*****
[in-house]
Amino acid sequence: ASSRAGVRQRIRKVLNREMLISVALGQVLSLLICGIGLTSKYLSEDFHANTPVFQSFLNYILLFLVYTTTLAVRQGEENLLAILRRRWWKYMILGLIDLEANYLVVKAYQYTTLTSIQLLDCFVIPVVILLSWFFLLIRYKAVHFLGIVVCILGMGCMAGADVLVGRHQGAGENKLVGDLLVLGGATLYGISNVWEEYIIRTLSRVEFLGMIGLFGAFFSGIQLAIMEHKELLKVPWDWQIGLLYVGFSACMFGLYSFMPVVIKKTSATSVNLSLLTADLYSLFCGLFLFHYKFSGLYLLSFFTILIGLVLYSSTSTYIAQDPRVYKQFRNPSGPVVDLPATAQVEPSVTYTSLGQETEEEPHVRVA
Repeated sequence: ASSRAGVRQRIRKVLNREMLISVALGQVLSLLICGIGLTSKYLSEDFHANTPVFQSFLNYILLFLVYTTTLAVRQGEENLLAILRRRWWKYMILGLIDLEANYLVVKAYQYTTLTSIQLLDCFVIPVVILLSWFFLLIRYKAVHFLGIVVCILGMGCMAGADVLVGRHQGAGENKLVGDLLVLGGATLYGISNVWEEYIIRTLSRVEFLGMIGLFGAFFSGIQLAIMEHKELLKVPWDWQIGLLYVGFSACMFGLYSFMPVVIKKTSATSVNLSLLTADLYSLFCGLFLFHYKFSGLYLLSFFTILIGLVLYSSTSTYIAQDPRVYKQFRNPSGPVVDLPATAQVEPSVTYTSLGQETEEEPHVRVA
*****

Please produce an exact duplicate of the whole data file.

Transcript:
[in-house]
Amino acid sequence: ASSRAGVRQRIRKVLNREMLISVALGQVLSLLICGIGLTSKYLSEDFHANTPVFQSFLNYILLFLVYTTTLAVRQGEENLLAILRRRWWKYMILGLIDLEANYLVVKAYQYTTLTSIQLLDCFVIPVVILLSWFFLLIRYKAVHFLGIVVCILGMGCMAGADVLVGRHQGAGENKLVGDLLVLGGATLYGISNVWEEYIIRTLSRVEFLGMIGLFGAFFSGIQLAIMEHKELLKVPWDWQIGLLYVGFSACMFGLYSFMPVVIKKTSATSVNLSLLTADLYSLFCGLFLFHYKFSGLYLLSFFTILIGLVLYSSTSTYIAQDPRVYKQFRNPSGPVVDLPATAQVEPSVTYTSLGQETEEEPHVRVA
Repeated sequence: ASSRAGVRQRIRKVLNREMLISVALGQVLSLLICGIGLTSKYLSEDFHANTPVFQSFLNYILLFLVYTTTLAVRQGEENLLAILRRRWWKYMILGLIDLEANYLVVKAYQYTTLTSIQLLDCFVIPVVILLSWFFLLIRYKAVHFLGIVVCILGMGCMAGADVLVGRHQGAGENKLVGDLLVLGGATLYGISNVWEEYIIRTLSRVEFLGMIGLFGAFFSGIQLAIMEHKELLKVPWDWQIGLLYVGFSACMFGLYSFMPVVIKKTSATSVNLSLLTADLYSLFCGLFLFHYKFSGLYLLSFFTILIGLVLYSSTSTYIAQDPRVYKQFRNPSGPVVDLPATAQVEPSVTYTSLGQETEEEPHVRVA